For 2014, Eterna is new. How is an historic brand new? Well, Eterna is under new ownership and new leadership. While much of the brand is the same, the next few years will see a lot of differences – especially as their relationship with Porsche Design has recently ended. Many of those differences will start with a return to some of the brand’s major products of the 20th century. Enter the new Eterna Royal KonTiki Manufacture GMT watch, a piece which has incredible promise in design, movement, and price. All it needs is a refined dial and I think Eterna has a serious hit on its hands.
aBlogtoWatch debuted the Eterna Royal KonTiki watch last year here, when it was first announced. The real story then was that it was Eterna’s official debut of their new Caliber 39 in-house made movement. The Caliber 39 is said to have “88 possible configurations,” from a simple three-hand watch to a chronograph – and so much more. The Royal KonTiki Manufacture is the first watch to feature the Caliber 39, here in a GMT style layout, known as the Caliber 3945A.
Eterna’s challenge in the coming years is one of mostly marketing. If they play their cards right, they will have an amazing product, both in design and value, that could embarrass the pricing of some of the competitors. How’s that? Let’s start with the fact that the Caliber 39 – a movement from the company that actually began ETA – in its GMT form, with some special features that no other movements have, is in a watch that, in is most expensive configuration, still comes in at under $6,000. Yes, that is the pricing of an entry-level Zenith or Jaeger-LeCoultre watch, but not one with this type of case and on such a bracelet.
One of the special features that Caliber 39 has is Eterna’s in-house developed Spherodrive system, which is a much more durable mainspring barrel system. The movement further operates at 28,800 bph (4Hz) and has a power reserve of 68 hours. That is much more impressive than the competition at this price for sure. Don’t forget that the Caliber 39 was designed as a base, so there will be many more configurations of it in the future.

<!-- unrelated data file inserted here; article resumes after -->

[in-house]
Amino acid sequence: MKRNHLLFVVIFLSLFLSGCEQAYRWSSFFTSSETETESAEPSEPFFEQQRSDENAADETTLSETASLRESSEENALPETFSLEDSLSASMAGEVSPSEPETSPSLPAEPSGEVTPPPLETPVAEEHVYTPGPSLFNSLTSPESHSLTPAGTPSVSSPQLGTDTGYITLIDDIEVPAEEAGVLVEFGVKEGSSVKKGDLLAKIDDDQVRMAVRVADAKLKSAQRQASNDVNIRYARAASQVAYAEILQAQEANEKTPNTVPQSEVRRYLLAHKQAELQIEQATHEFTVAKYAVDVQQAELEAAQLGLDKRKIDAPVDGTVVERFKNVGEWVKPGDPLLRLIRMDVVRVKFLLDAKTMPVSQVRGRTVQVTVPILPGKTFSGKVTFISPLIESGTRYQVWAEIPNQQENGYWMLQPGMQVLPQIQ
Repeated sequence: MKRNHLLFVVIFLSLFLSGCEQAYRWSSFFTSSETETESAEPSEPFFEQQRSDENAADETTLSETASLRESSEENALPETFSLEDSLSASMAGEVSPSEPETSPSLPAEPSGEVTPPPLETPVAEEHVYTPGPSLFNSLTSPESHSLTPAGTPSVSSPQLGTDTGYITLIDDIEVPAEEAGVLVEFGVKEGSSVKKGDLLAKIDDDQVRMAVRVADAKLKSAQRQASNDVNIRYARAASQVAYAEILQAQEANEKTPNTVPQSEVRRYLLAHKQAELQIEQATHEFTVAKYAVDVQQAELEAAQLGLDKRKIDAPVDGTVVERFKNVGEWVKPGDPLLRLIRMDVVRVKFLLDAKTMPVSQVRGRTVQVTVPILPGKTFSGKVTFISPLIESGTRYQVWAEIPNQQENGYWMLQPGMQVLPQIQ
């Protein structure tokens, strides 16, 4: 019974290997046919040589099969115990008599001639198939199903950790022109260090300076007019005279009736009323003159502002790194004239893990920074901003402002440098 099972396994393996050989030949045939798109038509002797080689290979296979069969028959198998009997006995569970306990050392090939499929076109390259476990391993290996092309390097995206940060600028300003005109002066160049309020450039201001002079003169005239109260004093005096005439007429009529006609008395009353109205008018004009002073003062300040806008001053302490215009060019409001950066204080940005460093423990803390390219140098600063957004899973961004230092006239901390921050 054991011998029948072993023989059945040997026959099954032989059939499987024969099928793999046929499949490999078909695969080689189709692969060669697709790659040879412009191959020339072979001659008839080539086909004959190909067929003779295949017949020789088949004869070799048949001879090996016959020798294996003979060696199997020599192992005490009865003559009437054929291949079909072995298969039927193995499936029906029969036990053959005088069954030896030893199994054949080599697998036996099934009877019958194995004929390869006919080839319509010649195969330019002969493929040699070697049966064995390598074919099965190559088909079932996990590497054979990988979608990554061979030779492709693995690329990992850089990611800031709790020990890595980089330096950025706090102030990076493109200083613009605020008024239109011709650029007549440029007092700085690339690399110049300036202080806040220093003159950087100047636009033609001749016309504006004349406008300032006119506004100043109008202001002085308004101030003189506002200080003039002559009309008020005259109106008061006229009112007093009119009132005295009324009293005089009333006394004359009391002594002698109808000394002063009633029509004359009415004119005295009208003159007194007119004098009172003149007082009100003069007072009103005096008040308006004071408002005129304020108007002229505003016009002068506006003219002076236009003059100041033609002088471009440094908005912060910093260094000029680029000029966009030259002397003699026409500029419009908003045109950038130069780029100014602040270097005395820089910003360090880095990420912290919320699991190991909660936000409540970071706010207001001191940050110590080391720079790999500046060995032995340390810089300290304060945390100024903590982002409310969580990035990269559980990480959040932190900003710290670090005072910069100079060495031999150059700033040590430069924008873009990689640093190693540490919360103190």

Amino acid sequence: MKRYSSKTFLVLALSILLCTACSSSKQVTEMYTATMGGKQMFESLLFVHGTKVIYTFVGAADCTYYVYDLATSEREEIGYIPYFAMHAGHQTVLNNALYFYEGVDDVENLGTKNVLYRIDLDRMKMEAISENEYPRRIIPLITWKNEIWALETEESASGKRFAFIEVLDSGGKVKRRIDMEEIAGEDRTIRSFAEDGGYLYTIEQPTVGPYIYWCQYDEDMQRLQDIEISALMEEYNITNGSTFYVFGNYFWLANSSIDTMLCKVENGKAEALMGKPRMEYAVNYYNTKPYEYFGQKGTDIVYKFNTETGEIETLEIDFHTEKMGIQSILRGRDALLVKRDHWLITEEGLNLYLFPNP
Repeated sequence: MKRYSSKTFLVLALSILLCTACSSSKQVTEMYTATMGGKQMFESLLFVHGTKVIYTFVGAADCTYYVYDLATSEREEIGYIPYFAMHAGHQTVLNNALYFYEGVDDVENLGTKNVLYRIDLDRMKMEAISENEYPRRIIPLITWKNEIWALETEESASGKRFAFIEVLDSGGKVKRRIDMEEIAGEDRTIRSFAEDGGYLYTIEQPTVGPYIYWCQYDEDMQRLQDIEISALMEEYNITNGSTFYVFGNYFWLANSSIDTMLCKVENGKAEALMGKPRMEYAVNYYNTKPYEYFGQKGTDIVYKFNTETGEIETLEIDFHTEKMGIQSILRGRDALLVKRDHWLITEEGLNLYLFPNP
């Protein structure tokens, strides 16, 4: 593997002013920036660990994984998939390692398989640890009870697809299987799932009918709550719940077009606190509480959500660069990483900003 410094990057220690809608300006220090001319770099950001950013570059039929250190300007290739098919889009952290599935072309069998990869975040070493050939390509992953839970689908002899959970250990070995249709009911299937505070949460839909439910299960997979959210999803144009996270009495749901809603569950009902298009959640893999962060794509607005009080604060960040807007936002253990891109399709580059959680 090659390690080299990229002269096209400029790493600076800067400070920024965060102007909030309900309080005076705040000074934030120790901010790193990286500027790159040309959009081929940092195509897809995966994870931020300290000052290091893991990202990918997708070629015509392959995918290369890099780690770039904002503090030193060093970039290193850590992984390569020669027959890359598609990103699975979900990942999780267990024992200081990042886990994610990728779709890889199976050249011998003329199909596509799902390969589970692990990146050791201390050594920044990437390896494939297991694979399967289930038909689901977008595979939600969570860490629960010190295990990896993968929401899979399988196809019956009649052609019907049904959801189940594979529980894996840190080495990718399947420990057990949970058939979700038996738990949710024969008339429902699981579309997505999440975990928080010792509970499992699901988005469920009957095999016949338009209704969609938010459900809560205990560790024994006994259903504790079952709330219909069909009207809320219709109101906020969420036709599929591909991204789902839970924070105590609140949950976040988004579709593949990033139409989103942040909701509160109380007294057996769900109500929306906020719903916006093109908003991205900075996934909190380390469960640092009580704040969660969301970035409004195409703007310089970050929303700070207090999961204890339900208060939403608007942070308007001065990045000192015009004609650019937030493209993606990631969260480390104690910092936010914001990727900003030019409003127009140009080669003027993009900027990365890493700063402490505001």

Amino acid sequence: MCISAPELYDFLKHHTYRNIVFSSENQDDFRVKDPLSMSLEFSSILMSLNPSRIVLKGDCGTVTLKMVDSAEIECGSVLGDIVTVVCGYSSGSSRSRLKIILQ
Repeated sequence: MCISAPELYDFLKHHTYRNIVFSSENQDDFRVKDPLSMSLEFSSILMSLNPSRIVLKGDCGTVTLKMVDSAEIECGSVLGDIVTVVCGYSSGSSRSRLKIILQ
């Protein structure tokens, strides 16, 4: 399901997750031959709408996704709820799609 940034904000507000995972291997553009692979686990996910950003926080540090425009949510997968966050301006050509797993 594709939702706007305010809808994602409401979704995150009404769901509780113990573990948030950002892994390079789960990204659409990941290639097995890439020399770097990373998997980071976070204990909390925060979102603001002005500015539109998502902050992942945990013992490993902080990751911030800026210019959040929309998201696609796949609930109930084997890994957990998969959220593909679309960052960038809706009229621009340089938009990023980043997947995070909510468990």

Aside from the exhibition caseback window showing a movement that clearly doesn’t look like anything else, the only hint about the fact that the Eterna Royal KonTiki Manufacture GMT has a special movement is the “Manufacture” part of the name. Eterna would be unwise not to really stress this element of their value proposition.
Let me talk about what I think needs to be improved on these watches before I talk glowingly about the case design. Eterna offers the Royal KonTiki Manufacture watch with either a black or silver dial. The dials aren’t bad, but in my opinion, they could be much better. The problem is a complex one because they were actually designed to be highly legible and to make the best use of space for the GMT hand. Thus, you have an inner 24-hour scale for the GMT hands, while the outer part of the dial is used for the time. There is also a window for the date.
I’ll admit that the logic behind the dial layout is sound, and it works. The only problem is that it falls short of being very attractive. Nothing on the dial is distinctive or bold enough. What it really needs is a sort of Genta-esque mix of flair and minimalism. The dial needs a bit more “white space,” so that the eye can naturally gravitate toward the areas of importance. What you instead have, is something that is too generic and has a sense of unrefined utilitarianism. It prevents the Eterna Royal KonTiki Manufacture GMT from living up to its full potential.